Removal of memorial honoring Black lives upsets community members

Local News

CENTRE COUNTY, Pa. (WTAJ) -State College community members are left in disbelief after a memorial honoring black lives was cleared away at the Dr. Martin Luther King Jr. Plaza.

Community member Tierra Williams says she noticed the site was gone on Monday morning.

“I broke down and cried here. I could not believe that somebody in good conscious would pick up pictures, candles, and bears, and put them in the trash,” said Williams.

According to Williams the memorial was first set up back in March, in honor of the one year anniversary of the death of George Floyd.

“We put up posters, people wrote affirmations, we put up teddy bears, candles, as well as framed pictures of Osaze Osagie, George Floyd, Breonna Taylor, Adam Toledo, Ma’Khia Bryant and Daunte Wright,” said Williams.

But now all that was left was one dried rose and three tea light candles buried under the mulch.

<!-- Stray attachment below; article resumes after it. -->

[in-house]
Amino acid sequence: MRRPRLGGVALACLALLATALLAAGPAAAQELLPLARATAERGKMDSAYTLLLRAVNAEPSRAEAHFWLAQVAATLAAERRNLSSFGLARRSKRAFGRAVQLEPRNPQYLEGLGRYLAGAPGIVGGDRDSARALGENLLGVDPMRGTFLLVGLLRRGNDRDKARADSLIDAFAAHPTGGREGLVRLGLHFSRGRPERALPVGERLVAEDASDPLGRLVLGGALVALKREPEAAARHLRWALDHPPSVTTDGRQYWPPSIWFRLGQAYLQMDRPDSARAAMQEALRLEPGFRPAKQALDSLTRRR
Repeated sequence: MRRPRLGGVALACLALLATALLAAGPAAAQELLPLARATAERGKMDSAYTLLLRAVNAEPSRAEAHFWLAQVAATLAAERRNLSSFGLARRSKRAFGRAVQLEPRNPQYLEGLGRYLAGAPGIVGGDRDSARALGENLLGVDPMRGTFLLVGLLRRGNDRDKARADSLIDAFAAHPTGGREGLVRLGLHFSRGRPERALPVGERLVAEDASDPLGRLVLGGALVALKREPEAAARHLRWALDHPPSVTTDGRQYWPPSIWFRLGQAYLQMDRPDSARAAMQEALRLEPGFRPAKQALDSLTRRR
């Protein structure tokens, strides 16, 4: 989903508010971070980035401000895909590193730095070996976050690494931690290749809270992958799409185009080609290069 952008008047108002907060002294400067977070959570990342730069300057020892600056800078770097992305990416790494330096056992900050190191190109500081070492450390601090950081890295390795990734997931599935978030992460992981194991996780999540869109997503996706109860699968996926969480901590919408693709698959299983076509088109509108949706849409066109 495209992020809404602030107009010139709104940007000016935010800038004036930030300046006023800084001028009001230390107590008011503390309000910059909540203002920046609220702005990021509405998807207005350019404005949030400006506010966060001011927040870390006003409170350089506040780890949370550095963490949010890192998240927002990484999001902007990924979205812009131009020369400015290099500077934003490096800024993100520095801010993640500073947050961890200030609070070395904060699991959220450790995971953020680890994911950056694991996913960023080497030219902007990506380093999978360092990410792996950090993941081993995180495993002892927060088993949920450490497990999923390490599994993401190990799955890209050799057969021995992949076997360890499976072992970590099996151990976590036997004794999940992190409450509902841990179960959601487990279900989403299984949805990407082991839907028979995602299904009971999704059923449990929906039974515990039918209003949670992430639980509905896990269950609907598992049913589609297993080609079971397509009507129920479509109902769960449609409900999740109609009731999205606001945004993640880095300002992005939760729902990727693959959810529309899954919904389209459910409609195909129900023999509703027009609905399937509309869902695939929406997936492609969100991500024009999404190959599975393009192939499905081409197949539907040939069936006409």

“I’ve been trying to play it back in my head and I just wonder to myself was there a worker who was like maybe we shouldn’t do this? But it still got done,” said Williams.

She calls it a step back, especially after Juneteenth.

Borough Manager Tom Fountaine says the removal was in an effort to clean up the area.

“It was a apart of the cleanup that occurred on Sunday. We had our crews go down to the plaza following the Juneteenth event. As it has been described to me the flowers and some of the teddy bears and things were moldy so they were removed as part of that cleanup,” said Fountaine.

According to Fountaine, the act was not intentional.

“I personally feel terrible about what happened we understand the hurt that it has caused. It was a regrettable mistake that we made and the borough of Stage College will work with the groups that have organized the memorial to make sure that, that does not happen again,” vowed Fountaine.

Williams says no sooner did she post the empty site to social media, community members were already dropping by with more flowers to replace the ones taken.

“This is the one building in State College with a black man’s name on it. And if we’re not allowed to put a memorial in front of a Marin Luther King mural, then where are Black people supposed to put the dead at? Where are we supposed to grieve and put the slain? Where is comfortable for the borough where it’s not an eyesore and doesn’t bother you,” said Williams.

A rededication of the memorial site will be held tonight at 8 p.m.

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